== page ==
The ensemble and mis-en-scene are electric. The camera spryly edges in and out of rooms and conversations instead of sitting arthritically in a corner. The dance scenes are less about ballet, now rollicking and spirited as characters send signals, flirt, deflect and analyze one another. In true Romantic form (worthy of filling Wordsworth with pride) the aesthetic unabashedly revels in beauty, but always the simple joys of our world: sunrises, dewy landscapes in wide shots, colors everywhere. It has a lovely score, period inspired and without any pomp and circumstance. Simple blocking is caffeinated and given substance, something is always going on in the background. Lively, layered interactions between characters make rich scenes, neither wasting space nor time. Consider a scene with Mr. Collins, played by the magnificent Tom Hollander (a standout here, so delightfully weird. When he jaggedly squirms his way up to someone you want to shriek). He wants to speak to Lizzie, alone, and a bolt of fear strikes through her as she pleads in vain not to be abandoned. The sisters are merciless, Mrs. Bennet delighted, Mr. Bennet at a loss, and Collins prepares. It's all silent and it's hysterical.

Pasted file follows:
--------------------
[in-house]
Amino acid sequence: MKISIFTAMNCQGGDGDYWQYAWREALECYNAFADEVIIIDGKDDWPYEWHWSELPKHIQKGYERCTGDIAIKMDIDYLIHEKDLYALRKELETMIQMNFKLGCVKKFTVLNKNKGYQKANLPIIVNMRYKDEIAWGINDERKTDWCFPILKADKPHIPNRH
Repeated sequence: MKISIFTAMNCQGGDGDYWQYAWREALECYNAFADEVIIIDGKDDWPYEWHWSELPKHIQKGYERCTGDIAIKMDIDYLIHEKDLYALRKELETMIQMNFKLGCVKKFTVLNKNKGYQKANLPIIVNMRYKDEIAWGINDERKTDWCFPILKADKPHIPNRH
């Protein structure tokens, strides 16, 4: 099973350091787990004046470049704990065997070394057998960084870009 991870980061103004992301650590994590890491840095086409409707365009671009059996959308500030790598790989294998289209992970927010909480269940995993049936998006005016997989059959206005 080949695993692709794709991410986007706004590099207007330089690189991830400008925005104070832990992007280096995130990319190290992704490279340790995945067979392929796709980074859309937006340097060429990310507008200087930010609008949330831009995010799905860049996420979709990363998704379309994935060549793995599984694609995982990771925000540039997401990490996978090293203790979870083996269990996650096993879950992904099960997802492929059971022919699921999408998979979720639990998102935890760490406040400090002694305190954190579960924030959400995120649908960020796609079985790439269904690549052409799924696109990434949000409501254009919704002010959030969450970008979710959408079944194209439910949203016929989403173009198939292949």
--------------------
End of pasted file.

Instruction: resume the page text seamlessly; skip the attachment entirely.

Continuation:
Suggesting variation to revered characters is a frightful task, but here it's a revelation. The entire cast is brilliant, but the two leads are transcendent in their roles. Keira Knightley is charismatic, random, wonderfully young, intuitive to the bone -- she inhabits Lizzie. Matt MacFadyen is deep, remarkably subtle, but mostly he is soulful. I've long held him as a sympathetic actor, but he shines in this. The two instill an unexpected exuberance of feeling in their performances. Neither ever acknowledge the camera exists and make the most of every second they have on screen to project their characters. When you throw them together you get a love story full of emotional subtext, double meaning, and gloriously heavy moments.